Tuesday, June 19, 2018
Judge Julie A. Robinson (D. Kansas) ruled yesterday that Kansas's requirement that motor-voter applicants provide proof of citizenship violated the National Voter Registration Act and the constitutional right to vote. In addition, Judge Robinson took Kansas Secretary of State Kris Kobach to task for his conduct over the course of the case, and imposed a remarkable sanction against him.
The ruling should end Kansas's documentary-proof-of-citizenship law, but we'll likely see an appeal (even if almost certainly futile, given the record).
The case tests Kansas's law that motor-voters show proof of citizenship when registering to vote against the NVRA's requirement that states automatically register voters when they apply for a driver's license--and its prohibition on states requiring more information than "necessary to . . . enable State election officials to assess the eligibility of that applicant and to administer voter registration and other parts of the election process." Judge Robinson previously issued a temporary injunction against Kansas's law, upheld by the Tenth Circuit.
As to NVRA preemption, the court applied the Tenth Circuit's rule on NVRA preemption. That rule says that the attestation requirement in Section 5 presumptively satisfies the minimum-information requirement for motor-voter registration. In order to rebut the presumption, the defendant has to show that "they cannot enforce their voter qualifications because a substantial number of noncitizens have successfully registered using the Federal Form" in order to adopt more strenuous information requirements.
The court said that Kobach simply didn't prove that a substantial number of noncitizens have successfully registered using the Federal Form, and that there wasn't another, less burdensome way to enforce the state's citizenship requirement:
Defendant was given the opportunity to retain experts and marshal evidence to meet his burden of demonstrating that "a substantial number of noncitizens have successfully registered to vote under the attestation requirement" in order to rebut the presumption that attestation meets the minimum-information requirement of Section 5 and that nothing less than DPOC is sufficient to meet his eligibility-assessment and registration duties under the NVRA. As described below, the Court finds that on the trial record Defendant has failed to make a sufficient showing on the first inquiry. Moreover, even if Defendant could demonstrate a substantial number of noncitizen registrations, he has not demonstrated that nothing less than the DPOC law is sufficient to enforce the State's citizenship eligibility requirement.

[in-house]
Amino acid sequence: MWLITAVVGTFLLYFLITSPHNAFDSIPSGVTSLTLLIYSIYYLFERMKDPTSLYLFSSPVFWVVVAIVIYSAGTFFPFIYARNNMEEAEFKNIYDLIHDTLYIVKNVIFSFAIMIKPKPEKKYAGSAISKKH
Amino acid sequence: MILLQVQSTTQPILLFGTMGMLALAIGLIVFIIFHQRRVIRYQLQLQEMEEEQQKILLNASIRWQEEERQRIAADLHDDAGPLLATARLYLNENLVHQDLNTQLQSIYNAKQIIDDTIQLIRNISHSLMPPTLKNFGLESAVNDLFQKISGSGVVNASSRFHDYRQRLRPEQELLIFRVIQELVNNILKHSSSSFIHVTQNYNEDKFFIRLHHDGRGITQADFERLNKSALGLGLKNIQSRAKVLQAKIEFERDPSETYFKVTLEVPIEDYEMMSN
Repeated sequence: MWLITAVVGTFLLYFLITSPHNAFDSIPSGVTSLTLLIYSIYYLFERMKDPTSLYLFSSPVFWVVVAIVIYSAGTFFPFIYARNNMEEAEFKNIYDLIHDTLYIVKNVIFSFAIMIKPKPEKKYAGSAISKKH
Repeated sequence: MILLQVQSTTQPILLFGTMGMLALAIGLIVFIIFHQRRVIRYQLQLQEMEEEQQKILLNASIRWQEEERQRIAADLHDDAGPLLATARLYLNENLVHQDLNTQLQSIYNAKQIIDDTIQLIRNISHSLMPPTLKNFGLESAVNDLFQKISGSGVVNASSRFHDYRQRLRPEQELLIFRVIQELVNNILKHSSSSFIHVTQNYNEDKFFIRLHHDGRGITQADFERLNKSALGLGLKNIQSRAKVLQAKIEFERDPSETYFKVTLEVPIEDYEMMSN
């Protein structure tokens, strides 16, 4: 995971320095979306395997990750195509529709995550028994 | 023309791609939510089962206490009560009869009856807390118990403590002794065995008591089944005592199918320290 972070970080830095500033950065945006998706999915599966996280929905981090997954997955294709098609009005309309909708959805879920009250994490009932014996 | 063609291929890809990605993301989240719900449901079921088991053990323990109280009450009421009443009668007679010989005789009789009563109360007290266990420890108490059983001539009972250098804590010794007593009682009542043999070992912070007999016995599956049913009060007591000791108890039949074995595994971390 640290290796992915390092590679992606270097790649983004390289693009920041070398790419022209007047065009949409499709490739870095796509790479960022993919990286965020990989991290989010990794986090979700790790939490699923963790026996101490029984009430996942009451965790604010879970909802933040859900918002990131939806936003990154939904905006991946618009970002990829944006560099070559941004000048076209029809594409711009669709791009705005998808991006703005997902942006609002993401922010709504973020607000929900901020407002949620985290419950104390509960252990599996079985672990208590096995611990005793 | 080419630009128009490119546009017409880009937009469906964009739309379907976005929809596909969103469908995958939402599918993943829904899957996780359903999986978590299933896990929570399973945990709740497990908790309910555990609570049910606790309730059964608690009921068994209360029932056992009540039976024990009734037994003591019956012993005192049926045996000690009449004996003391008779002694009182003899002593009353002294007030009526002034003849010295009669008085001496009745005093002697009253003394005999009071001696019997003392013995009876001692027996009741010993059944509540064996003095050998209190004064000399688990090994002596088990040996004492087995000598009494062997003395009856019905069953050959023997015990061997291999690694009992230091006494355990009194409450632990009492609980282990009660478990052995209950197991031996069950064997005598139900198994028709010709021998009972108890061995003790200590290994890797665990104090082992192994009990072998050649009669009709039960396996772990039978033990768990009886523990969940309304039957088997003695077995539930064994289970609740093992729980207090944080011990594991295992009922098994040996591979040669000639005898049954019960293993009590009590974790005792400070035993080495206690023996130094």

As to the right to vote, Judge Robinson weighed DPOC's benefits and burdens, distinguished the balance in Crawford v. Marion County, and ruled that DPOC violated the right to vote. "Instead, the DPOC law disproportionately impacts duly qualified registration applicants, while only nominally preventing noncitizen voter registration."
Finally, Judge Robinson found that Kobach engaged in a repeated "pattern and practice . . . of flaunting disclosure and discovery rules that are designed to prevent prejudice and surprise at trial." "[G]iven the repeated instances involved, and the fact that Defendant resisted the Court's rulings by continuing to try to introduce such evidence after exclusion, the Court finds that further sanctions are appropriate . . . ." The court ordered Kobach to attend six additional CLE hours (over and above the state's regular requirements), pertaining to federal or Kansas civil rules of procedure or evidence.